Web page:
Now, at the same time Danny said "Could you go across the street," because his grandkids were across the street. "Can you go across the street and get my grandkids and take them to Ric's house?"

[06:15:06] And Sammy said, "Yes, I can do that."

CAMEROTA: What did you recommend that he do?

SALDIVAR: Well, I told him, I said, "If you're going to leave, you better leave now, because that neighborhood in Allison flooded. It's going to get bad. You better get over here now." So he put them in the van, and he was coming this way.

And then after that, I don't know. I guess it was about 9 or 10 a.m. in the morning we lost contact with him for about two hours. Nobody knew where Sammy was.

CAMEROTA: How did you find out what had happened across that bridge?

SALDIVAR: Well, my sister-in-law called me and said that -- that -- she was hysterical and said, "Sammy lost control of the van, and Mom and Dad are gone, and my kids are gone, and, you know, my grandkids are gone," you know.

I say, "What are you talking about? What happened?"

"Sammy lost control of the van, and it went in the bayou. And everybody's gone." I finally got ahold of Sammy. He said that -- you know, of course, he

was, you know, barely able to talk. And he was saying that he was going down Ley Road and -- or Green River, Ley Road, I'm not sure. And they came up to a bridge where Ley Road and Green River come together, and the bridge was overflowed, but Dad said, you know, "Go, you can make it. I can see the guardrail, go," you know. And so Sammy told -- we were taught you listen to your dad, you know. I mean, Dad was real demanding even at 84 years old. And he said so he went, you know.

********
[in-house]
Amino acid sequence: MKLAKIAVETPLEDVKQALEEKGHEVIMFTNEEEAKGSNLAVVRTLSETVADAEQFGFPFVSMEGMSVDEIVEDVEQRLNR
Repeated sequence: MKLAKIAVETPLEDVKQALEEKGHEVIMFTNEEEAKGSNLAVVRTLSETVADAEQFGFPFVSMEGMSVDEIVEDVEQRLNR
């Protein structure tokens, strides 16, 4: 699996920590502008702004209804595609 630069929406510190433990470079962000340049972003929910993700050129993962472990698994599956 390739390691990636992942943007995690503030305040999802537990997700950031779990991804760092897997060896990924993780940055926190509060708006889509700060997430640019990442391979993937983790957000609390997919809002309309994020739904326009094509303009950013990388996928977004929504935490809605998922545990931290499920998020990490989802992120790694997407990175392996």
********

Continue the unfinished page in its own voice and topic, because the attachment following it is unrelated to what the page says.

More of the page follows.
And like I told Sammy, I said, "I can't see myself doing anything different. You know, I would -- Dad told me to go, I would have tried to make it." Of course, like anybody else, he panicked. You know, he said him, Mom and Dad were in -- under water. They were under water, and he got out of the van. He didn't even take off his seatbelt. The window was halfway open. He just...

CAMEROTA: Slid out.

SALDIVAR: ... got out, you know. And he came -- he grabbed a branch or a twig, what he called it. He called it a twig. I don't know if it was a branch or a tree or what. But -- and the kids were screaming. He could hear them screaming and crying. Of course, they wanted out of the van. And he kept yelling at them, "Climb out the back." You know, "Get out the back door."

CAMEROTA: That's one of the most heartbreaking parts of this incredibly heartbreaking story is that your brother witnessed it all happening.

SALDIVAR: Yes, the van go down knowing his -- you know, his parents are in it, his great-nieces and nephews are in it. And it's his brothers -- which -- our brother Danny, his grandkids.